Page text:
Anarchy Drums - It Might Get Loud Productions Win/Mac [FREE]
Win/Mac 64x | 283 MB
the sound is gritty and the focus is on sounds and techniques that rock/metal drummers use a lot. This specific plugin aims to capture the sound of 90s California punk, but I think it’s also good for a broader range of rock sounds. The drums are on the loud and gritty side, but not extremely so – they’re not good drums for jazz, death metal or funk, but they can certainly do a lot of rock drum sounds from the 70s to today.
The download contains a monolithic plugin, with VST, AU, AAX format options and both 32-bit and 64-bit versions available. The download is approximately about 280 MB in size, varying slightly by format, and contains about 2,800 unique samples inside. So, this is one of the more detailed free drumkits available, considerably larger than for example MT Power DrumKit 2 or the recent Spitfire LABS drums, though smaller than DrumMic’a, Scott Drums or SM Drums.
A few things separate this drumkit from the freebies mentioned above. One is that everything’s recorded with close, overhead, near room, and far room mics. Also, the kick and snare have a second close mic on the other side. I wish the snare bottom mic was recorded for the kick and toms, too, as that kind of sympathetic buzz can sometimes be good for adding even more grit, but that’s a minor complaint.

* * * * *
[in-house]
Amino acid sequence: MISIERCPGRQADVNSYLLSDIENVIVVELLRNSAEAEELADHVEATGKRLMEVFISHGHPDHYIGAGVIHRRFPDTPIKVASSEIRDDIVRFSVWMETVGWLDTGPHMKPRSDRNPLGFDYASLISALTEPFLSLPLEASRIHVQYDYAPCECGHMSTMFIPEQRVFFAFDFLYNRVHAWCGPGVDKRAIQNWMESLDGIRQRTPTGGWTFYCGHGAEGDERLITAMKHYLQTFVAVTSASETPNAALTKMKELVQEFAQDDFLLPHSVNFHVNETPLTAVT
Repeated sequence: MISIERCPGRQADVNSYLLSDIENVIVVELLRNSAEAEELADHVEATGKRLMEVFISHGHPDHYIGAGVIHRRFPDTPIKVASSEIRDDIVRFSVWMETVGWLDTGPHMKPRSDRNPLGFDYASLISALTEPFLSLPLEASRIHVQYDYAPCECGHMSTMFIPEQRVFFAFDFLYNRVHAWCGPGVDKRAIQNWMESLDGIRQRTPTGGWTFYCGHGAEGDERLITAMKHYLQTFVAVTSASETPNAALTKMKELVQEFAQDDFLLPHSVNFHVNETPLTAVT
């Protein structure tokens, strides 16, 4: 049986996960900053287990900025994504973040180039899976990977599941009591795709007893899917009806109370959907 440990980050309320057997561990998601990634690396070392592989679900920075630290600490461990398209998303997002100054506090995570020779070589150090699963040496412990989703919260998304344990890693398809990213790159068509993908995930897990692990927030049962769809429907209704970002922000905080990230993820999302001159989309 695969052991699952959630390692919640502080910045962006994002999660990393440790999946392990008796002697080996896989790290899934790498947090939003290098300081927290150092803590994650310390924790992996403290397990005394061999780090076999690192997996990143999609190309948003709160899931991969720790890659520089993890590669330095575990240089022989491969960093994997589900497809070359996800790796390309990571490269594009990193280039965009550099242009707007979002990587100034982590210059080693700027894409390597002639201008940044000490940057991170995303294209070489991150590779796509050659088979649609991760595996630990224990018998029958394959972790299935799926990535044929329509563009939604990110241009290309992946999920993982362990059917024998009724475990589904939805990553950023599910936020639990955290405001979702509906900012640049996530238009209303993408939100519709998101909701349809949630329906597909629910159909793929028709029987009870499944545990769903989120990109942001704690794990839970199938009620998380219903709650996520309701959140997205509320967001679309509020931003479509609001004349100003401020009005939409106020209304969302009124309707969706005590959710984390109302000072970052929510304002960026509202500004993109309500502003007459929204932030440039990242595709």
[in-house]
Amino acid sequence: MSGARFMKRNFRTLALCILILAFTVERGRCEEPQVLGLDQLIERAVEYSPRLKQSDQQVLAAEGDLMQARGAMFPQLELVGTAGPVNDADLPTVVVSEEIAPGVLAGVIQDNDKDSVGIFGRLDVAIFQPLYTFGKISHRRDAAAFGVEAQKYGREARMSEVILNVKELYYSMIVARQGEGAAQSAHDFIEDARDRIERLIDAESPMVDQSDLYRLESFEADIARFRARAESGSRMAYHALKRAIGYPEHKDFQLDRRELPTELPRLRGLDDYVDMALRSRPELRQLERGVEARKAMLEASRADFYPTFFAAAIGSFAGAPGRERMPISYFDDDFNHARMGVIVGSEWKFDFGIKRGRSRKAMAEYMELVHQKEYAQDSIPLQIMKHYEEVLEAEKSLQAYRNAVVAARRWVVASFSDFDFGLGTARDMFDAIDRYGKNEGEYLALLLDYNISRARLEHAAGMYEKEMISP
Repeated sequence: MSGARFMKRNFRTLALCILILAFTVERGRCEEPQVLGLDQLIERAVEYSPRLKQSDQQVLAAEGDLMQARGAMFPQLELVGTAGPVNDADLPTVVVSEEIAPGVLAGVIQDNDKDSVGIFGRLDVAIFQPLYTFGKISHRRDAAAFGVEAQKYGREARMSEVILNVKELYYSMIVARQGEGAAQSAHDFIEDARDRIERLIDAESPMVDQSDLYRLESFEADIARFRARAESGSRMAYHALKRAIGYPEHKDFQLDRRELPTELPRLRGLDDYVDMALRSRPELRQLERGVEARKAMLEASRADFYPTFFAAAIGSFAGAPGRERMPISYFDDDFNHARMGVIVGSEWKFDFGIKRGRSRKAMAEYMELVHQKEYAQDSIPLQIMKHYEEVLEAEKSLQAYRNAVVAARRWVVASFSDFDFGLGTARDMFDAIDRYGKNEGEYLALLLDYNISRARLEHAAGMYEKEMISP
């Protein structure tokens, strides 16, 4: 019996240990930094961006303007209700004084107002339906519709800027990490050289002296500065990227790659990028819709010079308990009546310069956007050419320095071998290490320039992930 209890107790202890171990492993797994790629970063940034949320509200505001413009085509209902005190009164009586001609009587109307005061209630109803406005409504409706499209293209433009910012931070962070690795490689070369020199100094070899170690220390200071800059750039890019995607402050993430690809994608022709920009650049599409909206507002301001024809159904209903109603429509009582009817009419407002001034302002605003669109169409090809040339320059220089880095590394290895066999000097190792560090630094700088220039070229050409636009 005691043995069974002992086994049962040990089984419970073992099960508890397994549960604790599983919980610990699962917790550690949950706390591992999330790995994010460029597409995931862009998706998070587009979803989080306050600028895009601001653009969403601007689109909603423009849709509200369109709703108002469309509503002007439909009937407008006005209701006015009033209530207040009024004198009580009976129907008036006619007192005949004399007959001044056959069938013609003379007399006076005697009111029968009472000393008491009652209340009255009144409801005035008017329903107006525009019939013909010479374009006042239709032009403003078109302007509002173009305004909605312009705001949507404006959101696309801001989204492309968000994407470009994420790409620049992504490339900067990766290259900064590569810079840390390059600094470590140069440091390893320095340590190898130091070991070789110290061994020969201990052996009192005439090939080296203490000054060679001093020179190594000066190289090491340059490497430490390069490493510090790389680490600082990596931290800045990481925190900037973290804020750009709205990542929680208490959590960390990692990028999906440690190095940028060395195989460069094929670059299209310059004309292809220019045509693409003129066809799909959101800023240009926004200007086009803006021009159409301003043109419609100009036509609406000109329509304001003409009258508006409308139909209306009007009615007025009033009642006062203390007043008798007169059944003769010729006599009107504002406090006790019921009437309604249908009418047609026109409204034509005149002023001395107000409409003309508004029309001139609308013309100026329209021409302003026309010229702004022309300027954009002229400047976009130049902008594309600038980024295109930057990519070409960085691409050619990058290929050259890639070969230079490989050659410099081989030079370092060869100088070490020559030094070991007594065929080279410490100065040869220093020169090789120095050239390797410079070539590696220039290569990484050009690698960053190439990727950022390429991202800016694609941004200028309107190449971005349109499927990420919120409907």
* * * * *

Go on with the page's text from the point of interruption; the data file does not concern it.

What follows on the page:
Secondly, for rock music, avoiding “machine gun” repetition is often very important, and the samples here appear to have a fairly small amount of velocity layers, but a whole lot of round robins, which helps with that. In other words, this kit trades some realistic dynamic response for the ability to play loud, repetitive parts that don’t sound robotic.
The third major difference with Anarchy Drums is the selection of cymbals. There’s only one type of snare hit (no sidesticks) and two toms, but there are lots of cymbals: a hi-hat, a ride, two crashes, two splashes, and a China crash. The hi-hat has foot chicks and three degrees of openness, the ride has three articulations (ride, ride bell, and ride crash), and the crashes also have chokes recorded. The hi-hat is self-muting and the crash chokes also mute any “regular” crash sounds currently playing. The cymbal samples don’t contain their full natural decay tails (in the real world, a ride can ring for an entire minute), which is OK for rock.